Only one state, Oregon, has passed a law requiring employers to provide bereavement leave. In 2018, New York State legislature passed a bill that would guarantee workers up to 12 weeks of paid bereavement leave, but Gov. Andrew Cuomo vetoed it. Though he agreed with "the spirit of the bill," he cited concerns over expected employee contributions (payroll deductions) while on leave, adding that the law would hurt low-wage workers.

California is currently considering a bill that would require employers to provide employees with "up to 10 business days of unpaid bereavement leave."

However, the US isn't the only industrialized nation lagging in its response to grief. France allows three days of paid bereavement leave for a spouse, partner, parents, siblings, or in-laws, and five days for a deceased child. Australia grants two days of paid leave to employees whose immediate family member has died. Brazil also allows for two days of paid leave.

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Foto: Three days, the most common bereavement policy according to multiple HR experts, is not enough to begin to process the shock of losing a close family member. Source: Fabio Pagani/EyeEm/Getty Images

Giving employees the mourning time they deserve

Counting her time off and weekends, Kristy returned to work nine days after her partner's death.

"I was nowhere near ready," she said. "I'm still not ready." While interviewing with Business Insider, she mentioned she was supposed to be at work but had called in late.

Terri Daniel, a clinical chaplain, certified trauma professional, and end-of-life educator, says grief takes time to process, and that it's not something you just "recover" from. It takes months, sometimes years of work.

"Coping is what we do when something is unbearable and we want to make it go away. Yes, grief can feel that way, but it also invites - demands - that we work with it in order to heal," Daniel previously wrote for Business Insider.

For some, grief is a lifelong process.

Psychoanalyst Robert Stolorow told Thrive Global: "The deeper the love, the bigger the grief, and it may never end. I think there are instances where one basically will take grief to their own grave."

Can we really expect people to get back to work after one to five days?

Experts we talked to said that forcing employees to return to work before they're ready isn't just damaging to their mental health - it can also can lead to high costs in lost productivity for companies. In 2002, researchers attempted to quantify the impact of grief on the US economy, finding that lost productivity and increased rates of absenteeism among grieving workers cost the country more than $75 billion each year.

Murfield encourages employees to talk with their HR executives about extending their company's policies, and for HR executives to start conversations with members of the C-suite. Employees should be able to use their time to grieve whenever they want over the next 12 months, she said, as some employees prefer to jump back into work as a distraction.

It's also not a policy that employees typically abuse, Murfield added. In fact, having a generous bereavement policy increases employee loyalty.

"It's a question of, what do you want your company to be known for?" she said.

But companies may be beginning to recognize the importance of offering enough bereavement leave. Barbara Holland, a SHRM Knowledge Advisor who's worked in human resources for three decades, said there's been a shift over the past 10 years where companies are slowly starting to realize that employees need to have time not only to simply attend a funeral, but to go through the full process of grieving.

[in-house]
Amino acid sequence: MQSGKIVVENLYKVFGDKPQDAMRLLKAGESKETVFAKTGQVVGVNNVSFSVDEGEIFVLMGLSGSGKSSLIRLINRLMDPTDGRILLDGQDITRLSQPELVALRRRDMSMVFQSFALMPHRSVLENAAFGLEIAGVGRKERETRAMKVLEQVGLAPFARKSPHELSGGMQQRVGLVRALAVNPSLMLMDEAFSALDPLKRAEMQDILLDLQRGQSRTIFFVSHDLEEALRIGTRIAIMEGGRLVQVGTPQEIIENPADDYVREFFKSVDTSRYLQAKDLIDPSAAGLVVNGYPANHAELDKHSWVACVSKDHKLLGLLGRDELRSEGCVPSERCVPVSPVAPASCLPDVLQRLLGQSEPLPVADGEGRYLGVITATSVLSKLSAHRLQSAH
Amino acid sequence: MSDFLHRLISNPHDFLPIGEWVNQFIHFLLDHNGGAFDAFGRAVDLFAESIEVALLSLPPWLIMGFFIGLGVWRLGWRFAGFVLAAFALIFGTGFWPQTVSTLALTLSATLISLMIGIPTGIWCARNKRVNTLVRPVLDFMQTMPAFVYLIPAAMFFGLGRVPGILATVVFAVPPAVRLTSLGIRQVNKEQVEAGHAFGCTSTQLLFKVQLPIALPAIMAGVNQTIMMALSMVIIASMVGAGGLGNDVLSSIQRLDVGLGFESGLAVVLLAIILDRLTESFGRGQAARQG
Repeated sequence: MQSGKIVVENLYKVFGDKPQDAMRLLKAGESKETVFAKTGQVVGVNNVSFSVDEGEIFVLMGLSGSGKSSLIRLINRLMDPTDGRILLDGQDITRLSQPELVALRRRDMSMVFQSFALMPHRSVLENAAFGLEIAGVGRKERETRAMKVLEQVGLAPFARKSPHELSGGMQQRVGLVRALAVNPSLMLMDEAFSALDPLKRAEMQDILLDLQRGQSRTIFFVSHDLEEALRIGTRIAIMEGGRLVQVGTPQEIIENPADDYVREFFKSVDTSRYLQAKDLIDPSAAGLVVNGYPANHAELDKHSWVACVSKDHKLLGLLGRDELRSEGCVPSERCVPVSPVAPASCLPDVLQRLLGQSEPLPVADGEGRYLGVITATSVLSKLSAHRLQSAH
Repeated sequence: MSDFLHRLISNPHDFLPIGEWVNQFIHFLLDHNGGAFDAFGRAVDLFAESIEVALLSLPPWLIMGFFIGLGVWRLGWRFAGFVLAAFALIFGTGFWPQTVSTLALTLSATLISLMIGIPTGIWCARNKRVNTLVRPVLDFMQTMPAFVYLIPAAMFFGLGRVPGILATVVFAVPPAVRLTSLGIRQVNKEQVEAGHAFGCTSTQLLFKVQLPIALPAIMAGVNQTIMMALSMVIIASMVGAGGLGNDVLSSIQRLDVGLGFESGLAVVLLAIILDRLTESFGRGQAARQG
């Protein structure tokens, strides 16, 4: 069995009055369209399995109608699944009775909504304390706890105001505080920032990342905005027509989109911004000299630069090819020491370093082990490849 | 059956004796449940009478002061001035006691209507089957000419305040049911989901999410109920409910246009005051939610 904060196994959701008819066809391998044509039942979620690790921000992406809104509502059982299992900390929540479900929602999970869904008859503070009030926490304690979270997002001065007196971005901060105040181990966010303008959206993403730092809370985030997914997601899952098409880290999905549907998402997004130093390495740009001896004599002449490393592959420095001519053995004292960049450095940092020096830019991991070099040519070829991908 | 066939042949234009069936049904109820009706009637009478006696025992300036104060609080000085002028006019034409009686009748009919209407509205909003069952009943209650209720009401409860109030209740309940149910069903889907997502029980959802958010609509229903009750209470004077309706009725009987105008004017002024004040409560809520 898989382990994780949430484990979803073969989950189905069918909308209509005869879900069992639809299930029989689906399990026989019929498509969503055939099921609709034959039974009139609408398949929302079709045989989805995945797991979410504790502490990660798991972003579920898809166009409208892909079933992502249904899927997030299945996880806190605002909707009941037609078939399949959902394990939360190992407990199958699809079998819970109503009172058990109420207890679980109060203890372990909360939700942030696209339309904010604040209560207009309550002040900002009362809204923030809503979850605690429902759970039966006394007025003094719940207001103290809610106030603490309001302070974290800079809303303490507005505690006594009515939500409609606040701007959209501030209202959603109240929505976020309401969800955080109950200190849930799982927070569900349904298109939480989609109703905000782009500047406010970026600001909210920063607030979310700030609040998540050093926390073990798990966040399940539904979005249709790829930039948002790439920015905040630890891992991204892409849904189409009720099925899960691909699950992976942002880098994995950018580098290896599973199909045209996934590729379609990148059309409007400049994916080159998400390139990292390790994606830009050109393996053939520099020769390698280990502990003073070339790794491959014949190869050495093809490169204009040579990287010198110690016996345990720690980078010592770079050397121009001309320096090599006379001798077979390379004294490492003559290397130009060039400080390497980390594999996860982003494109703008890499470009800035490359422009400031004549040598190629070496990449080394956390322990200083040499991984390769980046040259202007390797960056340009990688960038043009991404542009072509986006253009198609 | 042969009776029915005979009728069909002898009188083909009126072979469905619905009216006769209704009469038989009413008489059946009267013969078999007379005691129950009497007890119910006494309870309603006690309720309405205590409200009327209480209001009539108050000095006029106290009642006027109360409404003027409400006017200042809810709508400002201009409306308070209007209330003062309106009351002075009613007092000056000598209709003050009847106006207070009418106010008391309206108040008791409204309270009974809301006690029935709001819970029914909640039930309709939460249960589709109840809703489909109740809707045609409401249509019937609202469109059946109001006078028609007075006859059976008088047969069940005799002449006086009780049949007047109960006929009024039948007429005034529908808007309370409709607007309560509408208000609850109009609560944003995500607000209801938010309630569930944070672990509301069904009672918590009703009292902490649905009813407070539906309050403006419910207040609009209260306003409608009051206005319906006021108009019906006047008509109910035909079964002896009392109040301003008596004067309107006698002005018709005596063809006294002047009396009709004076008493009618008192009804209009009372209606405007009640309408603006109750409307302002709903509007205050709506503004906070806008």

But still, more needs to be done: "I don't think three days is enough," she said.

Holland suggests that along with boosting more paid leave days, employers should look into offering more unpaid time off, flexible work hours, and "leave donations," where colleagues can donate their vacation days to a grieving employee.

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Foto: Facebook COO Sheryl Sandberg transformed the tech giant's bereavement leave policy after her husband died. Source: Jonathan Leibson/Getty Images

The conversation around grief is getting louder

Employees may be open to the idea of more options. The number of Google searches for the words "grief" and "bereavement leave" have steadily increased over the past few years, indicating more interest in the topic. That search saw a noticeable spike between February and April of this year - just as the coronavirus and ensuing lockdown laid waste to America's workforce.

The question is, will business leaders and policymakers listen? Some corporate leaders have been leading the charge for more bereavement leave. Sheryl Sandberg, Facebook's COO and co-author of "Option B," began speaking openly about grief and the need for more paid bereavement leave after the 2015 death of her husband, Dave Goldberg, who was the CEO of SurveyMonkey. In fact, Business Insider sat down with her last month and spoke about the need for bereavement leave in the US. Because of her advocacy, Facebook extended its policy from 10 days for an immediate family member to 20 days.

"I hope more companies will join us and others making similar moves, because America's families deserve support," she wrote in a Facebook post. Working with Sandberg, MasterCard and SurveyMonkey adopted similar policies. Some companies, like Google, evaluate bereavement leave on a case-by-case basis because some employees "need more time off than others, depending on the specifics of their situation," a spokesperson told Business Insider.

"People should be able both to work and be there for their families," Sandberg added. "No one should face this trade-off."

For Kristy, that trade-off is taking a toll. Her company is offering her a flexible work schedule, but she has to make up the hours she misses during that same week. If she doesn't, she says she could get penalized.

The now-single mother is considering taking disability leave for mental health problems. Having missed multiple hours of work, she doesn't know when, or how, she's going to make them up.

"It's causing me so much stress right now," she said. "I don't know what I'm going to do."